With eight contested judicial races on the November 4 election ballot in King County, I thought it would be helpful to use this space to review the four different services that the King County Bar Association makes available to voters who are called on to choose judicial candidates. All the information I'm reviewing below can be found online at www.kcba.org/judicialelections.
First, a note about the actual number of positions on the ballot. A careful observer will see that there are 39 separate judicial offices listed on the King County ballot - 32 if you live outside Seattle. These range from Seattle Municipal Court to Washington Supreme Court positions. Eighty percent of the incumbent judges and justices are running unopposed. But KCBA's focus is on the eight contested races.
One of the first resources the bar makes available is our quadrennial judicial officer survey, also known as the "bar poll." The survey is sent to all attorneys who have had appearances before incumbent judges sitting on the level of court currently being surveyed. In January of this year, KCBA released the results of its survey for courts of limited jurisdiction: municipal and county district courts.
As I noted in a column last November, KCBA has conducted these surveys for 65 years, and they are relied on by judges and attorneys to provide valuable insights into the work of our judges. But it is important to remind ourselves not to confuse this survey with any rigorous, scientific, opinion-gathering process. It reflects the opinions, writ large, of those attorneys who choose to express them. The scuttlebutt of the courthouse. Nothing more, nothing less. That said, these opinions still have value, especially when considered alongside the other resources described below.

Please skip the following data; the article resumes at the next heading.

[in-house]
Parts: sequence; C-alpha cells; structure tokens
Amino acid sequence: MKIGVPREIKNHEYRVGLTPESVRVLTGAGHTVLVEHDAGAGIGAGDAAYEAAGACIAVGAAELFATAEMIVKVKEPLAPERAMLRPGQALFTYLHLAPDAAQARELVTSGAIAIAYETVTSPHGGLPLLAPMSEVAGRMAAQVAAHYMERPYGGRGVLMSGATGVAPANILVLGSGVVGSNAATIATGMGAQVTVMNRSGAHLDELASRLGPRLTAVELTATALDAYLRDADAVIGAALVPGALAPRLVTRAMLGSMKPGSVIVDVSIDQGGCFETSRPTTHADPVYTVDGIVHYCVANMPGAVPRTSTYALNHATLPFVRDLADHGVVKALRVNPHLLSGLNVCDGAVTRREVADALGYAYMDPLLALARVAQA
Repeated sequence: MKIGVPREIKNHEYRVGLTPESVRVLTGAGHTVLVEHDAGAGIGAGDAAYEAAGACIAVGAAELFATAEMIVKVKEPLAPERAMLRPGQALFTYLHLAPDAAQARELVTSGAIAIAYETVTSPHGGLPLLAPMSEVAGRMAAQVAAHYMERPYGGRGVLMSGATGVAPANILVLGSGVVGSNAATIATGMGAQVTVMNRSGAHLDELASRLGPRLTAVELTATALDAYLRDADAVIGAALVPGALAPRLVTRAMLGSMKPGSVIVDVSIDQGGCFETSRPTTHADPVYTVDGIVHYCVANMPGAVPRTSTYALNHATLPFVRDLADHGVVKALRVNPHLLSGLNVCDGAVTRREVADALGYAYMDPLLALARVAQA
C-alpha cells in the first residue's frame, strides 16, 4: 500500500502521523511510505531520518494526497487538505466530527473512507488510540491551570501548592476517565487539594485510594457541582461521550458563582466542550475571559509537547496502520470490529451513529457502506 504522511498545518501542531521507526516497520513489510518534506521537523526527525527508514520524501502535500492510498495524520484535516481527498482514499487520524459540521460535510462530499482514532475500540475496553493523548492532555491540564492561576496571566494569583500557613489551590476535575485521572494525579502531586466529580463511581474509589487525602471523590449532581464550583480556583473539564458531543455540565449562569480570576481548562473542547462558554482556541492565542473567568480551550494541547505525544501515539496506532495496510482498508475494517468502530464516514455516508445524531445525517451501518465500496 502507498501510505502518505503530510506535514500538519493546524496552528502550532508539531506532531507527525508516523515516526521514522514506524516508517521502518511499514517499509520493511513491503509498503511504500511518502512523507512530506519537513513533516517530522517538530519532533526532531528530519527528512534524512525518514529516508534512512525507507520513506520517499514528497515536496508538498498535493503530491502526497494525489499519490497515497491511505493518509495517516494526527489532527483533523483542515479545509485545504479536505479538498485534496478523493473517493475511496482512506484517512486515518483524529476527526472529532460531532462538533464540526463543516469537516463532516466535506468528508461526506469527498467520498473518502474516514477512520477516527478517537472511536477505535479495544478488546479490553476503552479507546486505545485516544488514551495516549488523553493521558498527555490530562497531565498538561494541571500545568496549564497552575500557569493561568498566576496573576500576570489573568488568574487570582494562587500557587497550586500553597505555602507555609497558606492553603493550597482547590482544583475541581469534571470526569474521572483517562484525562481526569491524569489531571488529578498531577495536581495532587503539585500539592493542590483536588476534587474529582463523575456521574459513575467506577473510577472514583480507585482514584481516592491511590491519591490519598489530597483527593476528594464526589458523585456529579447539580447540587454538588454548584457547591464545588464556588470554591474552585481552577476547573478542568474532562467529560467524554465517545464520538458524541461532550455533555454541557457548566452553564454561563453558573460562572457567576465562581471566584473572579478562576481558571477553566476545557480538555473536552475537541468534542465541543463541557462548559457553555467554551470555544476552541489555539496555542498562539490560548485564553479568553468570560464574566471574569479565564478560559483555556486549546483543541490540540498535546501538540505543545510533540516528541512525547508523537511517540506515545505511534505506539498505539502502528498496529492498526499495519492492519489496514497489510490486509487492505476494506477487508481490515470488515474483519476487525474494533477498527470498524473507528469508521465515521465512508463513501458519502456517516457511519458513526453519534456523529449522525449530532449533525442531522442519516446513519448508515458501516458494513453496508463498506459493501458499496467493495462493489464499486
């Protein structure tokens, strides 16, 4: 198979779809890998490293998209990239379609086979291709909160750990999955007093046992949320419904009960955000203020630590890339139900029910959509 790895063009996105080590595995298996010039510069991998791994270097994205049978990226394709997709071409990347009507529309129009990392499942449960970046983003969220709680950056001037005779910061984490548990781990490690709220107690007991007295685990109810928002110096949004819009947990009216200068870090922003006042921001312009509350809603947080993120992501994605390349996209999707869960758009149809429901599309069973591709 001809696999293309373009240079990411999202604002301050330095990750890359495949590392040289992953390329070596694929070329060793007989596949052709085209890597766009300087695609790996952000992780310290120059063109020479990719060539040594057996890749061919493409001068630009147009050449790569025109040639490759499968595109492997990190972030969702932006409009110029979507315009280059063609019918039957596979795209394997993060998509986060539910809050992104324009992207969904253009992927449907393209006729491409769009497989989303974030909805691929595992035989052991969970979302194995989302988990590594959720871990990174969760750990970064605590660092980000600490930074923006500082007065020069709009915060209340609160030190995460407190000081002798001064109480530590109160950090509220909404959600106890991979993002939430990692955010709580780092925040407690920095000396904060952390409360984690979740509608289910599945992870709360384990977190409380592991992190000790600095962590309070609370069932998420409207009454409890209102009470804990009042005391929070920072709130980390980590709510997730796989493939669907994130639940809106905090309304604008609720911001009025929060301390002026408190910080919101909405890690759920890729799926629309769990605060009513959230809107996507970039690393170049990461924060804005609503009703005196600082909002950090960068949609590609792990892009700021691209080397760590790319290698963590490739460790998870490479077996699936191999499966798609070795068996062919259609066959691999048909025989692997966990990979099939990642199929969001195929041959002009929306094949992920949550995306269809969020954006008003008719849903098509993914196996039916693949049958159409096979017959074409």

The second resource is our judicial candidate evaluation rating. Like the bar poll, these ratings have been issued for decades by the bar. They differ from the survey, though, since they reflect not just attorney responses to a questionnaire, but actual interviews of the candidate and dozens of attorney and judge references provided by the candidate.
An overall committee of 85 is trained in our process and a minimum of 12 people serve on a panel that rates a judicial candidate. For the November election, seven individuals (a mix of incumbents and challengers) received our highest rating of "exceptionally well qualified" and three more were rated "well qualified." Two candidates were rated "not qualified" for the offices they are seeking.
The final four candidates are listed on our website as "refused to cooperate." While our confidentiality rules don't permit me to go into more detail on circumstances related to the individuals, I am able to share that this rating is generally given when a candidate fails to respond to KCBA's request for information about their qualifications and/or will not meet with our committee to answer questions.
The third service the bar offers during election seasons is candidate forums, where we host a question-and-answer forum open to the public so candidates can appear next to each other and have an opportunity to challenge answers by their opponents. As the Bar Bulletin goes to press, KCBA is scheduled to host these on September 29 and 30; our plan is to make these available online for later viewing before the election at the webpage mentioned above.
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